SSDRC authored by Tim Moore
Social Security Disability and SSI Questions and Answers
What is the Application Process for Social Security Disability and SSI?
How do you Win Benefits under Social Security Disability or SSI?
If I am determined disabled, how far back will Social Security pay benefits?
How do you prove your disability case if you have a mental condition?
What Can I Do to Improve My Chances of Winning Disability Benefits
Common Mistakes after Receiving a Denial of Social Security Disability or SSI Benefits
How to File for Disability - Tips for Filing
If You Get Approved For SSDI Will You Also Get Medicare?
How much does a Social Security disability attorney get paid?
Social Security Disability SSI Criteria and the Evaluation Process
How long does it take to be approved for SSI or Social Security disability?
What do you Need to Prove to Qualify for Disability Benefits?
Social Security Disability SSI and Fibromyalgia
Social Security Disability SSI and Degenerative Disc Disease
Can I Qualify For Disability and Receive Benefits based on Depression?
More questions about SSD and SSI
What Disabilities Qualify for SSI and Social Security Disability Benefits?
Social Security Disability Status
Social Security Disability Tips — how a claim gets worked on
Social Security Disability, SSI Disability - Terms, Definitions, Concepts
Why do I need an attorney for Social Security disability ?
How to prove you are disabled
and win disability benefits
Some would say that you can take care of your own social security disability or SSI claim through all levels of the appeal process, and, of course, technically speaking, they would be correct. SSA (the social security administration) does not require a claimant to have representation at any level, even at a disability hearing or at federal district court.
Some individuals chose to appeal their own initial claim (this is the application for disability). Is this a problem? For all intents and purposes, it is not as long as you file your reconsideration request within the sixty day appeal period. Certainly, you should get started on the appeal as soon as your claim is denied.
Many individuals procrastinate and, despite the fact that SSA allows a sixty day appeal period, actually miss their deadline for submitting an appeal. When that happens, if the claimant cannot demonstrate "good cause" for a late appeal filing (in general terms, a rationale reason for a late submission which might include a medical or family emergency, or simply not having received the notice of denial in the mail and, thus, not having even been made aware of the need for an appeal), they will be forced start over with a new claim.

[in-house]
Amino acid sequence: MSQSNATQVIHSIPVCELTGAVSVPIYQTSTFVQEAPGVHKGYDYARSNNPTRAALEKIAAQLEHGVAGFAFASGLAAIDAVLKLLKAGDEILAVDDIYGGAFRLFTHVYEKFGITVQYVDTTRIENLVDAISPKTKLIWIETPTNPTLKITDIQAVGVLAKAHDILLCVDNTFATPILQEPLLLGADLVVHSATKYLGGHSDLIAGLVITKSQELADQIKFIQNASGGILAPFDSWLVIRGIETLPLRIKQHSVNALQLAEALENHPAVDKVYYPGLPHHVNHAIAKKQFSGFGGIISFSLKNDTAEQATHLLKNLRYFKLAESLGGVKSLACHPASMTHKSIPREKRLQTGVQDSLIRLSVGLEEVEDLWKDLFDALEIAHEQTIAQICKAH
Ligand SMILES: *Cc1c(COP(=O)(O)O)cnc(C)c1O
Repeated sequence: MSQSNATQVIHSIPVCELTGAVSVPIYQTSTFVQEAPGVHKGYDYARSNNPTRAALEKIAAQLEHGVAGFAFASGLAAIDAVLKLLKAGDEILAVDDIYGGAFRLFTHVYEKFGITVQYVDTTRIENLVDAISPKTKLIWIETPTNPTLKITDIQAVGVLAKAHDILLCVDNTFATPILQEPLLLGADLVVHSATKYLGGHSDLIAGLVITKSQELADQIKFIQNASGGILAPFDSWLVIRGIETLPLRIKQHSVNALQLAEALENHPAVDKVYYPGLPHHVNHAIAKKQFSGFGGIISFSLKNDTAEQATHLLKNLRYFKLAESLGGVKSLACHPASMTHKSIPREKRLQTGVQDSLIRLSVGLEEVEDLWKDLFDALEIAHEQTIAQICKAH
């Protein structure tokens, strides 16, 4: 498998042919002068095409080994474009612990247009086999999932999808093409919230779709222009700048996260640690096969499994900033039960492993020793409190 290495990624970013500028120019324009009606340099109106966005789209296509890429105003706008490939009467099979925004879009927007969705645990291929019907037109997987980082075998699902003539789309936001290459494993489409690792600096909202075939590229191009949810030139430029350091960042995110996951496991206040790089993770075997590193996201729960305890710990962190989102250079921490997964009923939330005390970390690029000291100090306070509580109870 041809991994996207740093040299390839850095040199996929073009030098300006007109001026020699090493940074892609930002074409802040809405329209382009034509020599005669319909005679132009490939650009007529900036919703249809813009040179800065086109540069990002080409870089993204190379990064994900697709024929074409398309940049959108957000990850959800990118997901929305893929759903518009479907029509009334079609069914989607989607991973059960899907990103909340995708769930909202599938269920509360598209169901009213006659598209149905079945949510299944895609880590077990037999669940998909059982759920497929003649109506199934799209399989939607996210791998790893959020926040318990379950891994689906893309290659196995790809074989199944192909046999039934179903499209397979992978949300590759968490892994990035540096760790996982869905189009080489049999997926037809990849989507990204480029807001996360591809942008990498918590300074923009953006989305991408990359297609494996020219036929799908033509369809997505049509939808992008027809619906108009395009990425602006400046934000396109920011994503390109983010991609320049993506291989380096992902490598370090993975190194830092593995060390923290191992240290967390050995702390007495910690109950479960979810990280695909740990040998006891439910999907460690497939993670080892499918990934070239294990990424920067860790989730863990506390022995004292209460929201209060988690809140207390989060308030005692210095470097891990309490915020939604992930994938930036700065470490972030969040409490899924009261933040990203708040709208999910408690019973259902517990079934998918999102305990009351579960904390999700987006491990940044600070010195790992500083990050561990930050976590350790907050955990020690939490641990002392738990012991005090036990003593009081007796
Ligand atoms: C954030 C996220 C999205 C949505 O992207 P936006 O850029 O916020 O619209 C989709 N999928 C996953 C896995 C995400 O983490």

However, the real reason for possbily going without representation on the first appeal, i.e. the request for reconsideration, is two-fold:
1. There is often little for a disability attorney or disability representative to do on a reconsideration appeal (reconsiderations are the first appeal). The reconsideration phase is really just a rehashing of the initial disability application. Meaning that the process is identical, only handled by a different disability claim examiner, and the process is usually much shorter since most of the medical evidence that is required for the claim has already been gathered.
Having said this, though, there are a number of good disability attorneys and non-attorney claimant's representatives who strongly endeavor to win claims that are being processed at the reconsideration appeal level. And, for this reason, early representation can make a valuable difference, especially considering the fact that more than 80 percent of all reconsideration appeals are denied by disability examiners.
2. The reconsideration denial rate is absurdly high. So high, in fact, that many individuals simply assume that the reconsideration will be denied and, thus, expend very little effort on trying to win the reconsideration. It is true that reconsiderations are generally denied at a rate of between 85-87 percent.
However, this still allows some chance of being awarded benefits. It is also more likely for well-prepared cases to be won at this level. And this is where able representation can make the difference. There are a number of representatives, attorney or otherwise, who make every attempt to win cases at this level because they are full aware of the hardships that will be endured by claimants who are forced to file a request for a disability hearing and then wait many months for that hearing to be scheduled.
As was said several times, the chances of being approved on the first appeal, the reconsideration, are faily slim. The chances of being approved, however, on a disability hearing can be quite good. And this, by itself, should give every claimant full reason to follow the appeals process, so that eventually their case will be heard by an ALJ, or administrative law judge.
Why are claims more likely to be won by a claimant who has representation at a disability hearing? Social Security representatives have knowledge of the rules and regulations that govern Social Security disability and SSI.
In addition to having an expertise with the disability system, your representative does not have the emotional investment that you have in your disability claim; consequently your representative or attorney will be able to give an organized presentation of the facts of your disability claim -- your medical background, your condition and how it limits you, your work history, and the reasons why your condition limits your ability to work.
Return to: SSDRC, or the Social Security Disability Questions page